View Electronic Edition

Biogeographical Provinces

Is there any reason' to produce a new classification for a natural world that has already been classified and reclassified by numbers of ecologists and geographers? Why draw lines on a map and say that the areas enclosed are to be called biogeographic provinces? Do these have any meaning in reality? To answer these questions I'll start by saying that I was drawn into the mapping game by the demands of conservation,   in the lUCN (International Union for Conservation of Nature and Natural Resources) headquarters in Morges, Switzerland, we wanted to know the extent to which the various communities of wildlife were being protected by existing national parks, reserves, or other protected areas.  From this we could determine those areas most badly in need of conservation and establish some priorities for action.

Examination of existing systems of classification revealed inadequacies.  Plant ecologists had developed many systems based on taxonomic relationships of plants, or upon the appearance or ecological characteristics of vegetation. These did not, however, take animals into account, and we were concerned with protecting the greatest array of animal and plant species.

In North America, early in this century, the plant ecologist Frederick Clements joined with the animal ecologist Victor Shelford to produce the biome system of classification.''   Biomes are easily recognized, they are the obvious subdivisions of the world's biota — the desert, grassland, coniferous forest, tropical rain forest, and such. They are characterized by one prevailing dominant form of "climax" vegetation, meaning that which will develop if nature is allowed to take her course over a few centuries, without human interference. The prevailing climate shapes the climax vegetation along with the soils and associated animal life.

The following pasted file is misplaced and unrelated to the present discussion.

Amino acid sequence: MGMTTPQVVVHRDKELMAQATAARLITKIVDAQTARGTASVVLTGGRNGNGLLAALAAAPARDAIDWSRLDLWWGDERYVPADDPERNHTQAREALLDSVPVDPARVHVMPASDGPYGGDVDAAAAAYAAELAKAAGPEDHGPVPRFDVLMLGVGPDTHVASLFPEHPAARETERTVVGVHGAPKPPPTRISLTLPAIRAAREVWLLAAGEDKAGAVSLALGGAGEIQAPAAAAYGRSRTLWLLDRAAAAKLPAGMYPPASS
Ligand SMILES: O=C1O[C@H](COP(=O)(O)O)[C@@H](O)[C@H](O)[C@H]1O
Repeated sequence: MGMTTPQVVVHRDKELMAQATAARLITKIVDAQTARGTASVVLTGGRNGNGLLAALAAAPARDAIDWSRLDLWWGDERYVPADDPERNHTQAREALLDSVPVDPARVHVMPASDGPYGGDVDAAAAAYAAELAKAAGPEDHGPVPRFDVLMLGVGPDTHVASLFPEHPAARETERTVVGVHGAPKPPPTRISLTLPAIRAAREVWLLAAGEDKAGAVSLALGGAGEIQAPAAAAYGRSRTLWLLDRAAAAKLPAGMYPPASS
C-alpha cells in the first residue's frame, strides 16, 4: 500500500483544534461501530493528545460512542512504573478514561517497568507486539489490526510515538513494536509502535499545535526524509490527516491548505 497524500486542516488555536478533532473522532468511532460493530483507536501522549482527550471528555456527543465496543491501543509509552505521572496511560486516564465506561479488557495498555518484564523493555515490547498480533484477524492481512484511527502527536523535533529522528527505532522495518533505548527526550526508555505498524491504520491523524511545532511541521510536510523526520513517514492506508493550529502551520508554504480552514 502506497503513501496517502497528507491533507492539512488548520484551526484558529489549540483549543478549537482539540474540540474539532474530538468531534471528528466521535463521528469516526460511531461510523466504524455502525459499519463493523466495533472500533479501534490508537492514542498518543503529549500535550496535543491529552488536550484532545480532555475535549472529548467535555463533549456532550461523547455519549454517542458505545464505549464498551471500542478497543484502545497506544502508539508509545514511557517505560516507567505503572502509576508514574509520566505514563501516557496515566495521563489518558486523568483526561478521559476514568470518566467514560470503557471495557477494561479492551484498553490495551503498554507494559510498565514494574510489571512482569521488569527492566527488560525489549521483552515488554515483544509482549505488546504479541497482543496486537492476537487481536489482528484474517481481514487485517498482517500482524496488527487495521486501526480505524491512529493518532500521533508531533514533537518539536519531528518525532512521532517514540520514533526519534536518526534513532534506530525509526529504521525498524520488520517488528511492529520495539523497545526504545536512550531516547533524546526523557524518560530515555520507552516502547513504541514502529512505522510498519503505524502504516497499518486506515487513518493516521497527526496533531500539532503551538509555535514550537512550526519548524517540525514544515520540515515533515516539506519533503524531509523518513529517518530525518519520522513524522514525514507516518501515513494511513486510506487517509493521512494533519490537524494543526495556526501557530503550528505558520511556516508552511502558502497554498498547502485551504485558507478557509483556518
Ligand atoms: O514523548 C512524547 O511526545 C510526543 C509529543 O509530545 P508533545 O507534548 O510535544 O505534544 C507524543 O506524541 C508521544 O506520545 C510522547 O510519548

The biome system of classification has now been widely accepted and has been the basis of many international research programmes, but for conservation purposes it does not go far enough.  For temperate and arctic North America, Clements and Shelford did a reasonably thorough job of subdividing biomes into associations and smaller units of classification. These could have been the basis for a conservation-oriented system. But the challenge was not picked up on other continents, and there only the larger units are recognized.

!t began to appear inevitable to us in lUCN that if we wanted a global system that would take into account not only vegetation, but also plant and animal species distribution, we would have to do more work, starting from whatever system seemed the most promising. This then became a task for lUCN's Commission on Ecology, with the job of preparing drafts and sketch maps largely falling into my hands. After several preliminary publications, the principal work was passed over to a biogeographer. Professor Miklos Udvardy, of Sacramento State University.  He has produced the maps which form the basis for what is presented here.2

The scheme of classification that we developed was not really new.  In the 1940s the bio tic provinces of North America were mapped by Lee R. Dice of the University of Michigan.3   Like other American schemes, however, this one was not adopted in other countries.  Nevertheless it seemed a good basis on which to work, taking into account as it did the distribution of both plant and animal species. The lUCN task was to extend the biotic province system to the entire world, and this was done in a preliminary way, recognizing that our knowledge of many areas was inadequate.  Udvardy, however, pointed out that the term, biotic province, had become through usage, almost synonymous with faunal province, and plants had been forgotten.  He proposed the new term biogeographic province, which has yet to be corrupted.

It can be said that biogeographic provinces are simply subdivisions of biomes, based on animal and plant distribution. To a degree that is true, but we have freed ourselves from the question of what is, or is not, the true climax vegetation which is involved in the Clements-Shelford system.   Essentially biotic provinces are areas that differ considerably, either in their animal or plant species, or in the character of their vegetation, from one another. To illustrate the concept, I will use the example of California, since it is the area I know best. The state includes all or part of 5 biotic provinces:  Oregonian, Sierra-Cascade, Great Basin, Sonoran and Californian (a sixth that I had added, the Channel Islands, has been dropped by Udvardy).'4

The Oregonian province belongs to the Northwest and extends up to Canada.   It is a region of tall, massive coastal forests, rain drenched in winter' often fog bound in summer.  A greater mass of' vegetation per square mile grows here than in any other area of the world.  California has its own unique subdivision of this province, in the redwood region of which it shares only a small corner with Oregon.